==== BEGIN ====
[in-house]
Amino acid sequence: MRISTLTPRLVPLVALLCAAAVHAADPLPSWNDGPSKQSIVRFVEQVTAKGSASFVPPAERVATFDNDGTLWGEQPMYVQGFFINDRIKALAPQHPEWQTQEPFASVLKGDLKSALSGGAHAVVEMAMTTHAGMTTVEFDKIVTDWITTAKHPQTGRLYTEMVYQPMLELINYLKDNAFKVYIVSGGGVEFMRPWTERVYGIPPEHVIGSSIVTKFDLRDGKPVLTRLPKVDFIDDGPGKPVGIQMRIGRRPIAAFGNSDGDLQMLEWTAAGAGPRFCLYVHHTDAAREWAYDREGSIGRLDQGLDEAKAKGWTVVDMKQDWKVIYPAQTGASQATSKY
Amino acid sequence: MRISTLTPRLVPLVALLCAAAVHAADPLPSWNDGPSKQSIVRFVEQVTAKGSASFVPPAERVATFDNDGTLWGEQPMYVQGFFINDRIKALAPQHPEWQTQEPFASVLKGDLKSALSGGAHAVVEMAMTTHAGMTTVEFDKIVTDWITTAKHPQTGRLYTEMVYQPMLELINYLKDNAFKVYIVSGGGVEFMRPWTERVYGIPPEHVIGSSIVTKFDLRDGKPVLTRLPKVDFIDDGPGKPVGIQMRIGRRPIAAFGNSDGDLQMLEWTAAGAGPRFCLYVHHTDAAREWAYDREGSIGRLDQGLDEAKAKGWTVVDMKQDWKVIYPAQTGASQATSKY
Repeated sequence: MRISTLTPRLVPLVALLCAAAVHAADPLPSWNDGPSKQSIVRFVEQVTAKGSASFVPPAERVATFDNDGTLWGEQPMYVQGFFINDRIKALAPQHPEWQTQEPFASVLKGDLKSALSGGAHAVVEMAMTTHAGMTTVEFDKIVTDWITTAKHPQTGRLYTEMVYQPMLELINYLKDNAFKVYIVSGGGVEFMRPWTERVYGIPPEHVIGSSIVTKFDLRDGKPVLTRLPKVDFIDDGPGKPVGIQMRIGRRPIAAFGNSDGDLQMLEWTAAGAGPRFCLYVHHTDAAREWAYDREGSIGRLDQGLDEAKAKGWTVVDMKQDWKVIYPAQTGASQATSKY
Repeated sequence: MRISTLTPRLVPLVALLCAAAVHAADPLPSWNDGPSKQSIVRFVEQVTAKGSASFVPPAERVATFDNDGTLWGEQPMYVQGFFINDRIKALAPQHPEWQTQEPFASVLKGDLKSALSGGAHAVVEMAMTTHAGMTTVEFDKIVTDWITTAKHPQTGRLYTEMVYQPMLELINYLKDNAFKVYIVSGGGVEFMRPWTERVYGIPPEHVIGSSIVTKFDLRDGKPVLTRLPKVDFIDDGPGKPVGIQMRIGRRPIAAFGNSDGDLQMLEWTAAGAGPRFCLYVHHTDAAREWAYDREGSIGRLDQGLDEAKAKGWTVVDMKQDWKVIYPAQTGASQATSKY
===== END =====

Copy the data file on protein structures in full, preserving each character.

[in-house]
Amino acid sequence: MRISTLTPRLVPLVALLCAAAVHAADPLPSWNDGPSKQSIVRFVEQVTAKGSASFVPPAERVATFDNDGTLWGEQPMYVQGFFINDRIKALAPQHPEWQTQEPFASVLKGDLKSALSGGAHAVVEMAMTTHAGMTTVEFDKIVTDWITTAKHPQTGRLYTEMVYQPMLELINYLKDNAFKVYIVSGGGVEFMRPWTERVYGIPPEHVIGSSIVTKFDLRDGKPVLTRLPKVDFIDDGPGKPVGIQMRIGRRPIAAFGNSDGDLQMLEWTAAGAGPRFCLYVHHTDAAREWAYDREGSIGRLDQGLDEAKAKGWTVVDMKQDWKVIYPAQTGASQATSKY
Amino acid sequence: MRISTLTPRLVPLVALLCAAAVHAADPLPSWNDGPSKQSIVRFVEQVTAKGSASFVPPAERVATFDNDGTLWGEQPMYVQGFFINDRIKALAPQHPEWQTQEPFASVLKGDLKSALSGGAHAVVEMAMTTHAGMTTVEFDKIVTDWITTAKHPQTGRLYTEMVYQPMLELINYLKDNAFKVYIVSGGGVEFMRPWTERVYGIPPEHVIGSSIVTKFDLRDGKPVLTRLPKVDFIDDGPGKPVGIQMRIGRRPIAAFGNSDGDLQMLEWTAAGAGPRFCLYVHHTDAAREWAYDREGSIGRLDQGLDEAKAKGWTVVDMKQDWKVIYPAQTGASQATSKY
Repeated sequence: MRISTLTPRLVPLVALLCAAAVHAADPLPSWNDGPSKQSIVRFVEQVTAKGSASFVPPAERVATFDNDGTLWGEQPMYVQGFFINDRIKALAPQHPEWQTQEPFASVLKGDLKSALSGGAHAVVEMAMTTHAGMTTVEFDKIVTDWITTAKHPQTGRLYTEMVYQPMLELINYLKDNAFKVYIVSGGGVEFMRPWTERVYGIPPEHVIGSSIVTKFDLRDGKPVLTRLPKVDFIDDGPGKPVGIQMRIGRRPIAAFGNSDGDLQMLEWTAAGAGPRFCLYVHHTDAAREWAYDREGSIGRLDQGLDEAKAKGWTVVDMKQDWKVIYPAQTGASQATSKY
Repeated sequence: MRISTLTPRLVPLVALLCAAAVHAADPLPSWNDGPSKQSIVRFVEQVTAKGSASFVPPAERVATFDNDGTLWGEQPMYVQGFFINDRIKALAPQHPEWQTQEPFASVLKGDLKSALSGGAHAVVEMAMTTHAGMTTVEFDKIVTDWITTAKHPQTGRLYTEMVYQPMLELINYLKDNAFKVYIVSGGGVEFMRPWTERVYGIPPEHVIGSSIVTKFDLRDGKPVLTRLPKVDFIDDGPGKPVGIQMRIGRRPIAAFGNSDGDLQMLEWTAAGAGPRFCLYVHHTDAAREWAYDREGSIGRLDQGLDEAKAKGWTVVDMKQDWKVIYPAQTGASQATSKY